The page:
2. Create a broad sweep of standards and give a sentence for each of them.  Limits, predictability, ground, XT, FX T; all of these need to be explained and front loaded in the 1NC.  Most judges you will receive think you need to put all your T arguments in the 1NC, so establish your posts early.

 

3. Make multiple arguments for why T is a voting issue.  Fairness, education, role of the ballot = stock issues, a-priori, whatever.  You can make more voting issues in the block/2NR, but explain why T should be an independent reason to vote negative, even if the case is good.  You have to set this up early to get the judge on board with the concept of T outweighing the case (something many might not be on board with immediately - some judges are not used to evaluating T debates).  

 

Notice that a robust violation section is not necessary in the 1NC.  You only need to defend your interpretations of the topic and establish your standards through that lens. The 2AC will make a counter-interpretation, and thus in the block you get to make your violation arguments contextual to that.  Say things like "the affirmative still doesn't meet words x, y, z in the resolution".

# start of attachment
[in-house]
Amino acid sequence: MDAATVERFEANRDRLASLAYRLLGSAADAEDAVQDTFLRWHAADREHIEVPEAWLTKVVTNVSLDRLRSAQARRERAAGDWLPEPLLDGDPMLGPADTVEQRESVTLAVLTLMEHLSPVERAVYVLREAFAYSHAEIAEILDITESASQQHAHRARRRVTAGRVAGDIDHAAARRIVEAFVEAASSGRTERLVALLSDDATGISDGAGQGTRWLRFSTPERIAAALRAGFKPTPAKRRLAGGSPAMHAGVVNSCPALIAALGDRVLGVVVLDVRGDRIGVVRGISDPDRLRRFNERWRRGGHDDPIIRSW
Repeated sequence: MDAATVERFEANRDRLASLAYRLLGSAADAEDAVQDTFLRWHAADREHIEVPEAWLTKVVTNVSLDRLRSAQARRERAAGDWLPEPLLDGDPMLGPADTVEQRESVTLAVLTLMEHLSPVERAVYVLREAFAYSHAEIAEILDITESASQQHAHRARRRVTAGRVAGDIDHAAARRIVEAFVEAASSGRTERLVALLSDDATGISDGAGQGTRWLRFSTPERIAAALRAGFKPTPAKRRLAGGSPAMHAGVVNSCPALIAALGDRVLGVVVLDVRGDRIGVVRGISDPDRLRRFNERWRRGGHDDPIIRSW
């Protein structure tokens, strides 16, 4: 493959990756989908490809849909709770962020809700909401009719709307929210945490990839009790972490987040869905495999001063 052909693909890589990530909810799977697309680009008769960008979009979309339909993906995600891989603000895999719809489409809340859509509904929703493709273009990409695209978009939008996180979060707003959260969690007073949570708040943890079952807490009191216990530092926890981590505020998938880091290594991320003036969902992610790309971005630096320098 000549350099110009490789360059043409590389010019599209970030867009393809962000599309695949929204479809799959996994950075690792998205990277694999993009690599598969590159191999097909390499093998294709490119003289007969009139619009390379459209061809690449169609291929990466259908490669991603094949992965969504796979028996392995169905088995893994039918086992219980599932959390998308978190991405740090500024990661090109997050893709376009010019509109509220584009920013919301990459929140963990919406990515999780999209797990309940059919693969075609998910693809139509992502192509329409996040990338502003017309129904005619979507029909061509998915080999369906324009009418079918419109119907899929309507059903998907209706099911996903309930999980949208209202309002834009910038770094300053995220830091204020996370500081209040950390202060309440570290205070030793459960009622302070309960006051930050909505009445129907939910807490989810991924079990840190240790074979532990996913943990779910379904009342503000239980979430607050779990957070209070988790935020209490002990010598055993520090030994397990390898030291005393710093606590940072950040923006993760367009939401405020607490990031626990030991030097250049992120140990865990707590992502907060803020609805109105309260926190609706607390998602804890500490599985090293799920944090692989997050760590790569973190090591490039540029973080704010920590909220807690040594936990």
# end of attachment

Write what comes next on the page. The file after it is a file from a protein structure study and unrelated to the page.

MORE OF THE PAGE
In the 2NR I think it is still the right decision to only go for T.  Many people will tell you that you need to go for T and some case arguments or something like that, but I think in general the better approach is to just spend a lot of time in the 2NR explaining why T is different from other positions and comes before the case. You can easily win a T debate in UIL if you just stop making assumptions on what the judge knows.  Explain all the things you normally take for granted in a T debate, and ground your jargon in substance.  Your judges aren't stupid, they just aren't acquainted with the rules in the same way that you are.  That is to say, not that they have a worse or better understanding of debate, just a different one, so go to lengths to try to mediate those distinctions in vernacular.  Once you can do that, you can get any judge at the tournament.  

 

Thank you. This is probably the best response I'll get; me and my partner have never been huge on topicality, so we will definitely get together a nice T-file in the next week before state.

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Unless they're reasonably topical like airport infrastructure. UIL judges especially in a/2a/3a will default on reason-ability, not just competing interpretations.